Are you saving enough to retire?

A recent poll by CIBC noted that the vast majority of Canadians do not have a retirement plan in place to help them achieve the lifestyle they dream of in their golden years – and women are even less likely than their male counterparts to be retirement-ready.

How do your retirement savings measure up against these findings? Can you confidently say you’re on track to live your retirement years in comfort? Here are four tips to help you develop a financial plan guaranteed to give you greater security and confidence about the future.

  1. Start now
    We can all benefit both financially and emotionally from purposeful planning but getting started can feel daunting. Here are a few things to keep in mind: Consider both your short- and long-term goals, engage your family as a financial plan needs to support everyone’s life goals, start by putting a plan in place to track where your money is going, follow a budget, pay off debt and start saving. Even if it’s a minimal amount, never underestimate the long-term impact of small savings habits. Here’s one small example of how saving a little today can pay off big tomorrow: If you set up an automatic investment of $50 per pay (bi-weekly), earning an annual average of 5%, it will grow to over $90,000 in 30 years. 

    Not sure where to find the money? Consider this tip from Warren Buffett: "Do not save what’s left after spending, but spend what’s left after saving." Or this other wise piece of advice: "Pay yourself first," says The Wealthy Barber. You’ll be so glad you started when you did!

  2. Redefine retirement
    A number of dynamics over the last few years have made it more challenging to save and plan for retirement. We’re seeing house prices escalate by double digits and debt levels rise higher than ever. Wage increases are crawling by single digits, savings rates are low and there’s a decline in company-defined benefit pension plans. Not to mention, people are simply living longer.

    Perhaps “retirement” needs to be redefined or re-imagined in less traditional terms. Instead of working towards a set date or age at which time you stop working and start receiving a pension in place of a salary, consider a staggered retirement, transitioning to something part-time and low stress, picking up an “encore career” or turning a hobby into a small income-producing venture.

    An observation with which so many of us can relate: “The older I get, the faster time goes by.” Several studies suggest this is all about perception – as we age, we fall into routines more and leave the years of learning or trying new experiences behind us. As time goes by, the days and memories blend together making it seem as if the years are flying by. To slow time down in later years, your retirement goals should include activities to keep your brain active – get out of your comfort zone, learn new skills, have different experiences and visit new places.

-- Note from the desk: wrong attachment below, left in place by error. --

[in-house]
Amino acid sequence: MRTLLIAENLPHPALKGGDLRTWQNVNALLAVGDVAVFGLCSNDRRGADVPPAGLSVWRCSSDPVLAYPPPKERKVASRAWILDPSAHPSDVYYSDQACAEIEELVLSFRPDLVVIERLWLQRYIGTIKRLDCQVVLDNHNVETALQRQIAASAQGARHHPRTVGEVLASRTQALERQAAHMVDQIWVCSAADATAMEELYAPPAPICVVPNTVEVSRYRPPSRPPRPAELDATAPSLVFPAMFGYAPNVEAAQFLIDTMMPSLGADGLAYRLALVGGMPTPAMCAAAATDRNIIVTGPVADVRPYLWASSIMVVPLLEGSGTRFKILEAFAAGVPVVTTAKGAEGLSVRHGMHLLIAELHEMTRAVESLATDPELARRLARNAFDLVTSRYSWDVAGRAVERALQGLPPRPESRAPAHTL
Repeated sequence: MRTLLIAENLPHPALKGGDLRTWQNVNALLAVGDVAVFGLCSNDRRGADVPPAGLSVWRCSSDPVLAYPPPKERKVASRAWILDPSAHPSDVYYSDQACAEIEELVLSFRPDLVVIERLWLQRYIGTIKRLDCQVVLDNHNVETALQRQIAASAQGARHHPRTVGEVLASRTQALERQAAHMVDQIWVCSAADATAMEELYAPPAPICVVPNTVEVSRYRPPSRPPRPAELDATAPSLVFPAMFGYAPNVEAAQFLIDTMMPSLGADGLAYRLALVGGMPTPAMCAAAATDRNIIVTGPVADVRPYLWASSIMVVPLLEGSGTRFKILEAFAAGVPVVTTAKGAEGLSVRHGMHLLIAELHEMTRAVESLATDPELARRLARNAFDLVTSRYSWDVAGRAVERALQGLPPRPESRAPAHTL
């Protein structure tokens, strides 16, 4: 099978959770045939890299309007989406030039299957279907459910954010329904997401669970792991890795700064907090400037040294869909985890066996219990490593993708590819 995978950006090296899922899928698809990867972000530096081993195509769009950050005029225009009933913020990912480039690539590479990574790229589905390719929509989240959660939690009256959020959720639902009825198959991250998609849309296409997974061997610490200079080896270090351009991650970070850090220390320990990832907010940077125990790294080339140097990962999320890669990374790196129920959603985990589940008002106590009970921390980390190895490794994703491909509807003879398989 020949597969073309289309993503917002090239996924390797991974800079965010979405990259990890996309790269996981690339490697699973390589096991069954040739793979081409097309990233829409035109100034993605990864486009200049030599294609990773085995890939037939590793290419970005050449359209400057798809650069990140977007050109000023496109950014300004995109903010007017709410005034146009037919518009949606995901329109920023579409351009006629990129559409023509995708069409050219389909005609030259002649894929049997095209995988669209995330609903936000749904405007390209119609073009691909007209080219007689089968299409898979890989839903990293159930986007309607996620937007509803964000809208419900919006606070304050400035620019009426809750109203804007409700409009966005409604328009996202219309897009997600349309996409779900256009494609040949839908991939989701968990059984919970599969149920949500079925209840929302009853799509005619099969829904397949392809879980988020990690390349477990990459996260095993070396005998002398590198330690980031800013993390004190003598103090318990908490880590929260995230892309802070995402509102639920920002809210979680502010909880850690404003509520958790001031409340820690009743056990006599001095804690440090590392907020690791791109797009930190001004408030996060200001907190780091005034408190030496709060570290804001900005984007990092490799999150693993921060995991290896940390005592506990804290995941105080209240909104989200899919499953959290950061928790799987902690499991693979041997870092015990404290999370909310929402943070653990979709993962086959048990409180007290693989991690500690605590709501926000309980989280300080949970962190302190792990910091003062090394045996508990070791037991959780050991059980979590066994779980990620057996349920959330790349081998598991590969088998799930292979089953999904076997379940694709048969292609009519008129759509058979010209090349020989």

3. Plan your retirement income
    There is no doubt that you work hard over many years to save up for retirement… years of RRSP contributions, TFSA payments and possibly non-registered or corporate account contributions. Now it’s time for those savings to live out their purpose. Creating an income stream involves taking a leap and shifting your mindset from one of accumulation to dispersal. This shift to begin drawing an income from those hard-earned investments can be emotionally difficult and financially complex.

    The other piece of the puzzle is determining how much you will receive in government pensions. It may surprise you that, although the maximum Canada Pension Plan retirement benefit in 2019 is $1154.58 per month, the average amount received for new beneficiaries (as of Oct 2018) was only $664.41 – so be sure you are up to date on how much pension money you will actually receive, as it may be lower than you anticipate. Find out how much you are entitled to.

    As of 2019, Old Age Security adds another $601.45 per month. One caveat to be aware of is if all your net income is greater than $77,580 as of 2019, this amount will be “clawed back” 15% for every dollar over that amount, and withheld entirely when net income is at least $125,969. Wouldn’t you like to hold on to as much of this income as possible? With a bit of strategic planning it’s possible.

  4. Don’t forget the unpredictable
    Individuals facing sudden retirement as a result of an unexpected life event, such as job loss, business failure, personal injury, family sickness or death, can usually manage the loss of income associated with some of these challenges through an insurance plan. But many financial risks associated with a serious illness or injury can only be addressed through a comprehensive retirement financial plan which includes critical illness and long-term care coverage. An important consideration when you take into account that with today’s medical advances you are far more likely to fall critically ill and survive than to die unexpectedly. 

Although a detailed retirement plan won’t help you avoid what life has in store, you will be able to successfully navigate any rocky financial challenge that comes your way.

Erin Gendron is an Associate Investment Advisor & Financial Planner with HollisWealth®, a division of Industrial Alliance Securities Inc., which is a member of the Canadian Investor Protection Fund and the Investment Industry Regulatory Organization of Canada. The opinions expressed herein are those of Ms. Gendron alone and may not be aligned with the opinions and values of Industrial Alliance Securities Inc. or any of its affiliated companies.